3-4 DE: The 3-4 DE is one of the most fascinating players on the defense for me because size plays such an important role. Like the 3-4 NT, the 3-4 DE is responsible for 2-gaps, the B & C. Again, not trying to get too technical with the techniques, but the 3-4 DE is usually lined up in the 4-technique which is directly over the OT. He can change this up of course. A lot of times you’ll see 3-4 DE on the inside shoulder of the OT which is called the 4i technique. You’ll rarely if ever see a true 3-4 DE get closer than that. It leaves the C gap unattended for the most part, a gap he is responsible for. Because of these 2-gap responsibilities, the 3-4 DE needs to be a lot bigger than a typical DE. You really want your 3-4 DE to be in the 6’5-6’7 range and in the 290-310lbs range. Typical guys like this are JJ Watt (6’5/290lbs), Calais Campbell (6’8/300lbs), DeForest Buckner (6’7/291lbs) and Arik Armstead (6’7/292lbs). One of the more interesting thing about the 49ers as a team is that they actually have ideal 3-4 DEs on both sides of the football in Buckner & Armstead. David Irving (6’7/286lbs) is another good example of a 3-4 DE although Dallas employs more of a 4-3 base defense. Like 3-4 NT, 3-4 DE aren’t easy to come by either given their physical size. This is why Michigan St.’s Malik McDowell is going to be highly sought after due to his 6’6/290lbs frame which is ideally suited to play 3-4 DE. As I’ve already pointed out in discussing the 3-4 NT, we are playing a numbers game with elite 3-4 DEs. They control the B & C gaps meaning elite level players should command double teams from either the guard/tackle or the tackle/tight end. Either way this happens, the 3-4 DE is creating mismatches for their edge rushers by putting them against tight ends or running backs. The 3-4 DE also can make his mark as a legitimate inside pass rusher. One of the biggest reasons JJ Watt is so dominant is because he can rack up massive amounts of sacks from the 3-4 DE spot. The Texans rank 10th in the NFL in scoring defense and Football Outsiders has them currently as the 13th best defense in the NFL. Imagine the impact Watt would have if he were back in the lineup which would push Jadeveon Clowney to 3-4 OLB along with Whitney Mercilus! Talk about overwhelming pass protection! The 3-4 DE also has gap responsibilities in the run game and is responsible for sealing the edge. Remember, 3-4 defensive linemen have 2 gap responsibilities so the 3-4 DE shuts down the B & C gap. This will either force the RB inside in the A gaps where there shouldn’t be any room due to the 3-4 NT or it forces the RB even wider which allows the defense (the LBs and safeties) to hunt with a significant numbers advantage. A minor advantage to these guys is their long arms. Being 6’6/290lbs gives you quite a wing span which could help in batting down passes. It’s a minor point, but one worth mentioning as batted balls at worst force incomplete passes which also costs the offense a down, but at best turns the play into a tip drill that that defense can use to turn the ball over. Having a 3-4 DE who can seal the edge, command double teams and exert inside pressure is a truly valuable commodity. It is one of the reasons why there was some talk of DeForest Buckner or even Joey Bosa (6’5/270lbs) potentially being the #1 overall pick in the 2016 NFL Draft.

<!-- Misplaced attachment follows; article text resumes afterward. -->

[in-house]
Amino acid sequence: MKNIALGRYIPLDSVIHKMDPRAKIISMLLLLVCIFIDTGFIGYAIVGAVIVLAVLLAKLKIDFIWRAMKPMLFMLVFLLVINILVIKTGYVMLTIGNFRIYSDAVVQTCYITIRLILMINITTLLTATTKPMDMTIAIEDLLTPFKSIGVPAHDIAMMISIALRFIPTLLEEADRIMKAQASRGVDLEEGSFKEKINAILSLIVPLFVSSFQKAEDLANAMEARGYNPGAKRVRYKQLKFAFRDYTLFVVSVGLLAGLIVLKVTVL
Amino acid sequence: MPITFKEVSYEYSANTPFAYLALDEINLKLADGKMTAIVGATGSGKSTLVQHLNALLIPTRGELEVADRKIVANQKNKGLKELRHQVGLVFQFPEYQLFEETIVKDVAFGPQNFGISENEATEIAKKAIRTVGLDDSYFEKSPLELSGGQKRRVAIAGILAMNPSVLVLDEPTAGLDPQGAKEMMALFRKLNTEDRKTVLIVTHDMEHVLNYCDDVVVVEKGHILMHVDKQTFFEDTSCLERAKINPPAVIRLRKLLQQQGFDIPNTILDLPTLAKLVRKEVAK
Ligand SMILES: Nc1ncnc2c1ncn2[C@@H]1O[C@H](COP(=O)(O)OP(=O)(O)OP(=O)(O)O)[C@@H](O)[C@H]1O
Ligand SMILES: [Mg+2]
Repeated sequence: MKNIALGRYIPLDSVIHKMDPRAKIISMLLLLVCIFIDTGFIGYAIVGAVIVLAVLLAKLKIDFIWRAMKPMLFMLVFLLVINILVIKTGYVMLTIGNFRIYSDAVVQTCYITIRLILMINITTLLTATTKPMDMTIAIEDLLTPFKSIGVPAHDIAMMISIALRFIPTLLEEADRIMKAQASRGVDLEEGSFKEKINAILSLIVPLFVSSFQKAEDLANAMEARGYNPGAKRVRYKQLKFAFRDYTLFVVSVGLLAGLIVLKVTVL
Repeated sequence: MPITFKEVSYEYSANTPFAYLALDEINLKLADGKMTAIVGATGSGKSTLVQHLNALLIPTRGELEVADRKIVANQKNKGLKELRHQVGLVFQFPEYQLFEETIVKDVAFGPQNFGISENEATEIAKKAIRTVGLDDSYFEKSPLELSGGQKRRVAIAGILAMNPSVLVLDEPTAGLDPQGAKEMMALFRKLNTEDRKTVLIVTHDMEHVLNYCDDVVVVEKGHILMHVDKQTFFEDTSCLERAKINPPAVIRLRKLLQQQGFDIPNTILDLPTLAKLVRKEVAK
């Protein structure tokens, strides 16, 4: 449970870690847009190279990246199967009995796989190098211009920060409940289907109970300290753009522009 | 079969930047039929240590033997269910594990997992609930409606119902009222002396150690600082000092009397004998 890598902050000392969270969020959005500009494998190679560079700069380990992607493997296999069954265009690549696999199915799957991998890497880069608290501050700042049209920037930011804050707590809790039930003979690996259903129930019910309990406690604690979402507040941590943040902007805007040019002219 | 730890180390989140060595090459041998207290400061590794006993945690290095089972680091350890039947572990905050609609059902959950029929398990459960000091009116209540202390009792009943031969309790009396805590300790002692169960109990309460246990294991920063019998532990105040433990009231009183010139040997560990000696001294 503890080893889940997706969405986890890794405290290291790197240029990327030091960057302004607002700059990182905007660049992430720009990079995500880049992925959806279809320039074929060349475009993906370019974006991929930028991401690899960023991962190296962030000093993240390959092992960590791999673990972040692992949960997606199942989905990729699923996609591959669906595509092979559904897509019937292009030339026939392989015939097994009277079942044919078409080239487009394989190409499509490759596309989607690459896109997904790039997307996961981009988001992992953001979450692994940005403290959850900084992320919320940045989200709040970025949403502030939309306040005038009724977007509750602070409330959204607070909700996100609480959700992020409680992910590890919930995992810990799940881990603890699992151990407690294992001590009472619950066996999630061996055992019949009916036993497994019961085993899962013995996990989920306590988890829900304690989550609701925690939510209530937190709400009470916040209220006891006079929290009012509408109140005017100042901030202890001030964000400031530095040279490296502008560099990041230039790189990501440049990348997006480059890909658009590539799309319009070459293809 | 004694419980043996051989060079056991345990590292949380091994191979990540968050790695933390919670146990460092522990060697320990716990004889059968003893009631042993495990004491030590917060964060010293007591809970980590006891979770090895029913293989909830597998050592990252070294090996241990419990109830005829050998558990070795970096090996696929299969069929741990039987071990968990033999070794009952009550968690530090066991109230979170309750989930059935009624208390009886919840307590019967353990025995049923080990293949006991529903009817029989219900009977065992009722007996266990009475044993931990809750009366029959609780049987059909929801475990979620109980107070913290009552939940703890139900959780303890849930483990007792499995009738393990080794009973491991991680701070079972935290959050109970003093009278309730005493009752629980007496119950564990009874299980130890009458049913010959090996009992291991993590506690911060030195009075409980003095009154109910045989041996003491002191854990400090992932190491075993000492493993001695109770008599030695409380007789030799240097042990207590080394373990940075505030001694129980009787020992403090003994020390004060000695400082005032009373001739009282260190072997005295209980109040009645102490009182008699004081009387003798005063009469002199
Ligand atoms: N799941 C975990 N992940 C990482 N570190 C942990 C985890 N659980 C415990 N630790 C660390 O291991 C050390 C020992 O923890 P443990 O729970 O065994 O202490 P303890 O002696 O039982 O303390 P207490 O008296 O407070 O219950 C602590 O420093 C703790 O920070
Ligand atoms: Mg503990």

4-3 DT: The 4-3 DT is a little harder to pin down with size. Aaron Donald is without question the best 4-3 DT in the NFL and I think everyone would assume he’s a bit undersized at a shade over 6’0 and 285lbs. His teammate at DT is Michael Brockers who is 6’5/322lbs. You can even argue that Brockers fits the 3-4 DE position a lot better than he does the 4-3 DT, but it gives you an idea of how different the sizes can be. Sheldon Rankins was thought to be an ELITE 4-3 DT coming out of Louisville last season when the Saints took him in the 1st round and he measures out at 6’1/300lbs. One of the greatest DTs to ever play the game was Randy White who stood 6’5/260lbs. Ndamukong Suh is 6’4/305lbs. What you really want out of a 4-3 DT is someone who is in that 6’1-6’4 range who is around 300lbs. The 4-3 base is a bit different than the 3-4 in that the lineman have 1-gap responsibilities. The DT will either fill up the A or B gap and let the edge rusher (4-3 DE) be responsible for the C gap. The LBs of course will take gap responsibilities as well. The 4-3 DT has a few tasks that need to be mentioned. Their first task is to generate inside pressure. This isn’t unlike the interior gap pressure a 3-4 NT will create. This is also why Aaron Donald is so ELITE and why Sheldon Rankins was such a high draft pick. The ability of these players to get that first step quickness through the gap puts extreme pressure on the QB to make quick decisions and the O-line to figure out how to block against that speed. If a 4-3 DT can command a double team it creates a numbers mismatch for the other defenders. The 4-3 DT also has gap responsibility against the run. This is where some size could be needed. Guys like Aaron Donald and Ndamukong Suh regularly command double teams against the run because they can take up 2 gaps. In a 4-3 set this allows the LBs to hunt even more viciously and will force the runner to cut out requiring more time which allows the DE and LBs to close. Everything I’ve written about QB pressure and turnovers regarding 3-4 DE and 3-4 NT apply to 4-3 DTs. Guys like Ndamukong Suh and Aaron Donald certainly prove the point of the importance of a 4-3 DT. These guys might be a little more easy to come by because the size requirements aren’t as strict, but finding ELITE level 4-3 DTs is just as challenging as finding 3-4 DEs and 3-4 NTs.